Good morning! I hope this day finds you and your family well, and I want you to know that you are in my prayers daily during this difficult time.
I invite you to take a few moments with me to reflect on today’s Upper Room Devotional below — as well as on the theology woven into “It is well with my soul.”
Acts 1:15-17 New Revised Standard Version (NRSV)
15 In those days Peter stood up among the believers[a] (together the crowd numbered about one hundred twenty persons) and said, 16 “Friends,[b] the scripture had to be fulfilled, which the Holy Spirit through David foretold concerning Judas, who became a guide for those who arrested Jesus— 17 for he was numbered among us and was allotted his share in this ministry.”
Acts 1:20-26 New Revised Standard Version (NRSV)
20 “For it is written in the book of Psalms,
‘Let his homestead become desolate,
and let there be no one to live in it’;
‘Let another take his position of overseer.’
21 So one of the men who have accompanied us during all the time that the Lord Jesus went in and out among us, 22 beginning from the baptism of John until the day when he was taken up from us—one of these must become a witness with us to his resurrection.” 23 So they proposed two, Joseph called Barsabbas, who was also known as Justus, and Matthias. 24 Then they prayed and said, “Lord, you know everyone’s heart. Show us which one of these two you have chosen 25 to take the place[a] in this ministry and apostleship from which Judas turned aside to go to his own place.” 26 And they cast lots for them, and the lot fell on Matthias; and he was added to the eleven apostles.
Tim’s Devotional Reflection for Today
In this passage from the New Testament book of Acts, we see a glimpse of the way the early church chose its leadership. It is a little startling to realize that they cast lots to make their choice. Think of it as a coin toss: heads it’s Justus, tails it’s Matthias, and…tails it is. Matthias becomes the twelfth apostle to replace Judas. What was a common practice thought to discern the will of God seems strange to us, doesn’t it?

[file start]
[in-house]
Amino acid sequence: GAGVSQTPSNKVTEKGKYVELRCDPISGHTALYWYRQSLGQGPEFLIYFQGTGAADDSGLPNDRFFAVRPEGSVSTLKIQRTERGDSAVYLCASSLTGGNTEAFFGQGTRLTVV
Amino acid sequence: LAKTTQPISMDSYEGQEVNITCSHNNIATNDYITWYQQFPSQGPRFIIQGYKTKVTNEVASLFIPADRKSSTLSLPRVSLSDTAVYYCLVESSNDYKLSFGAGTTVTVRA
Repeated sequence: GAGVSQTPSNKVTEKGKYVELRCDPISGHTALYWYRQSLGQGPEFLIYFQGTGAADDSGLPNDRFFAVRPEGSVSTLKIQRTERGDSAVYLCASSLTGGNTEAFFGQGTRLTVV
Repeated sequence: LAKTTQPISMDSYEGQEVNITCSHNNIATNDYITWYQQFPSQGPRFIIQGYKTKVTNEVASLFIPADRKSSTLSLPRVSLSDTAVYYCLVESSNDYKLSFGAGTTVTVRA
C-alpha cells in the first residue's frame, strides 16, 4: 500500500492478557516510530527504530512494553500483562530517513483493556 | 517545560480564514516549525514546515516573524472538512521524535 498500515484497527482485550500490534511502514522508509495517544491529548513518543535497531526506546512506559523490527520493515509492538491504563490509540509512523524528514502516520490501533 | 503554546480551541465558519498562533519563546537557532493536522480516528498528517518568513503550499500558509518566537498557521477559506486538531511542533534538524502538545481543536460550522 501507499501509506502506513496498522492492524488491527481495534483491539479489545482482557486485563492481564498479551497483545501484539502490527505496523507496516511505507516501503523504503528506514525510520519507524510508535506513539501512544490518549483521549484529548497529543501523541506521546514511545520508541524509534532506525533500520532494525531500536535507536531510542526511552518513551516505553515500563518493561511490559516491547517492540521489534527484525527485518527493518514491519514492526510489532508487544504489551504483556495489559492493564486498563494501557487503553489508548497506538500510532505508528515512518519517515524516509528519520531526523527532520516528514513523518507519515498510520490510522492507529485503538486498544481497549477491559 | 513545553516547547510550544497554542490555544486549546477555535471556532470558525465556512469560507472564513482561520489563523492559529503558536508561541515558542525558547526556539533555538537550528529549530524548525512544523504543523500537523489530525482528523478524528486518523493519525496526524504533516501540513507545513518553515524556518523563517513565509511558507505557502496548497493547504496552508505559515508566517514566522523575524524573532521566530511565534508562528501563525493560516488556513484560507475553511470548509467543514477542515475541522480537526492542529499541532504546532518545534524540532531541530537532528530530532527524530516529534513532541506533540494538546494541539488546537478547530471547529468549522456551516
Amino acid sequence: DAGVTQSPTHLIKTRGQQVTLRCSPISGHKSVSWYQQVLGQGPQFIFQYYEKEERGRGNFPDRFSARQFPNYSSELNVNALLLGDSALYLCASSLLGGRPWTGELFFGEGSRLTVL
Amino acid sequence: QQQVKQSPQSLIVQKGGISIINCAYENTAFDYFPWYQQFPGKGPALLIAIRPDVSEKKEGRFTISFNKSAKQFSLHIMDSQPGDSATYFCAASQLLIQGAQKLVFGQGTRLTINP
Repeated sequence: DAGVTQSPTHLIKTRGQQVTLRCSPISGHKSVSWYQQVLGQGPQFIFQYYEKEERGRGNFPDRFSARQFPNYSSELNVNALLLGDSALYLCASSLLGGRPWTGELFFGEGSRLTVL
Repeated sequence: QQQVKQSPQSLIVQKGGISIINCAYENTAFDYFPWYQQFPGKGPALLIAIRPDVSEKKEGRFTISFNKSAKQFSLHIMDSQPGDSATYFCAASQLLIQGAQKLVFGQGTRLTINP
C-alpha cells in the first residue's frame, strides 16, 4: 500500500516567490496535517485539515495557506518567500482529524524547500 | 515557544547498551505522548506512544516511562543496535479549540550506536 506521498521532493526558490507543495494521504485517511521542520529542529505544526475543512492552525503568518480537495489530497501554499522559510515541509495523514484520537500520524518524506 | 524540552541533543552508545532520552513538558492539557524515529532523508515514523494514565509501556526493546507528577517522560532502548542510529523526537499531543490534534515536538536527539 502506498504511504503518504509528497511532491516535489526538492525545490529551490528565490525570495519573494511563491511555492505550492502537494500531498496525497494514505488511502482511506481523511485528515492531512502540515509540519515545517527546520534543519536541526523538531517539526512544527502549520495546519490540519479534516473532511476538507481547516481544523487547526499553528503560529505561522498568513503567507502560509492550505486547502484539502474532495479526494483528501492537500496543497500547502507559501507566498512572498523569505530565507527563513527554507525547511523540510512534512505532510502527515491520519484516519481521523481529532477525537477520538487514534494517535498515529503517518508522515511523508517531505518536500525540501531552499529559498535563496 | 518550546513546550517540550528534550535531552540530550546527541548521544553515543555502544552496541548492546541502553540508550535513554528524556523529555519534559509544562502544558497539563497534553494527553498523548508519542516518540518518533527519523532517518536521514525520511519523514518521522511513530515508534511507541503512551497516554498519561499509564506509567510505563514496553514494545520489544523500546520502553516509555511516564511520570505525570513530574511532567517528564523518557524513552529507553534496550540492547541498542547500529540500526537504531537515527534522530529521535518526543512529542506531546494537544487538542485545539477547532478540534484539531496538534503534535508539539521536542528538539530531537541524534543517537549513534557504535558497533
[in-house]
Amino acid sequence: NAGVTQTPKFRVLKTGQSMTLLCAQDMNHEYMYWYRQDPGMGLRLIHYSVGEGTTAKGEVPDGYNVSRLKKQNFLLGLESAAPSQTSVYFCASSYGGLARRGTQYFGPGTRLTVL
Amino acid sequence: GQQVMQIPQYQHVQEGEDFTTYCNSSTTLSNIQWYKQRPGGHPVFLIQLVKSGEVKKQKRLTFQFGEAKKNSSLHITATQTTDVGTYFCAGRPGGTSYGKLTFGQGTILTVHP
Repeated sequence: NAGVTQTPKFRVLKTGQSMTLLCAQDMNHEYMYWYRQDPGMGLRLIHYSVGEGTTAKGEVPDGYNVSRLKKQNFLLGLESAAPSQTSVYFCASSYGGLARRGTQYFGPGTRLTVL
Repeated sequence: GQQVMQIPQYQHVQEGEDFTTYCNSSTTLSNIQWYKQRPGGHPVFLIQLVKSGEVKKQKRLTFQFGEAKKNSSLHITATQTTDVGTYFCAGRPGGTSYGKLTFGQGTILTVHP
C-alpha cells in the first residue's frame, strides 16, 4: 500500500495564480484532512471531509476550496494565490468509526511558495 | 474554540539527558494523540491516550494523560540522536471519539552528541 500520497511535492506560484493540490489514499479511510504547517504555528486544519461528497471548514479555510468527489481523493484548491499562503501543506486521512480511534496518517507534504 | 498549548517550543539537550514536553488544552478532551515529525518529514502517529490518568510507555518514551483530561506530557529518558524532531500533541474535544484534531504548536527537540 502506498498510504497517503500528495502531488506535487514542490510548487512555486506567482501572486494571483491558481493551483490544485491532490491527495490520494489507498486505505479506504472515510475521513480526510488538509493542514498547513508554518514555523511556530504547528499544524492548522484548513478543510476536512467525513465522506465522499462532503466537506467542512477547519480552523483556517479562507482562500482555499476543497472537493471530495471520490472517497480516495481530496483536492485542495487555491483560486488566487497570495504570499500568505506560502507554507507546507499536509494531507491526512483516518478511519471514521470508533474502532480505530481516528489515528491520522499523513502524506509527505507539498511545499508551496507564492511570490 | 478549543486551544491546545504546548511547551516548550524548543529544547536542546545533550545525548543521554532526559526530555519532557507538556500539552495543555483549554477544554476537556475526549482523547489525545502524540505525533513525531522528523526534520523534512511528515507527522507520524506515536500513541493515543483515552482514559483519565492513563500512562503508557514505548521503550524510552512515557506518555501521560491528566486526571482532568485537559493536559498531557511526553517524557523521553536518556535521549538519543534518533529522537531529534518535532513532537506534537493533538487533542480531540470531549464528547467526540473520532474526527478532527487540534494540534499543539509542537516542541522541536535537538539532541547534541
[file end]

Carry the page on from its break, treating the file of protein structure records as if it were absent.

When I read this passage, what stands out to me is that the early church had two qualified candidates for church leadership and they prayed for guidance, acknowledging to God, “Lord, you know everyone’s heart.” When our Committee on Lay Leadership (our nominating committee in the church) meets to nominate leaders for the church, we pray for God’s guidance. When we open meetings in the church, we pray for guidance in the work of the committee or board. We pray, trusting that God can use our imperfect processes and our work to accomplish what God is calling us to do.
It goes beyond church leadership, though. What if we prayed for guidance, acknowledging that God knows everyone’s heart, when we go about our usual business? What if we prayed in that way when it comes to the decisions we face? I wonder if it would make us more aware of what God calls us to do as followers of Jesus.
Thank you for sharing this early moment of your day with me, with God, and with the words and music that I hope you will carry with you throughout the coming day and night.
I am so grateful for you, for our church, and for the Love that will see us all through this very difficult time. Please stay safe and well and we’ll be together again in spirit tomorrow morning!
Grace and Peace,
Dr. Tim Bruster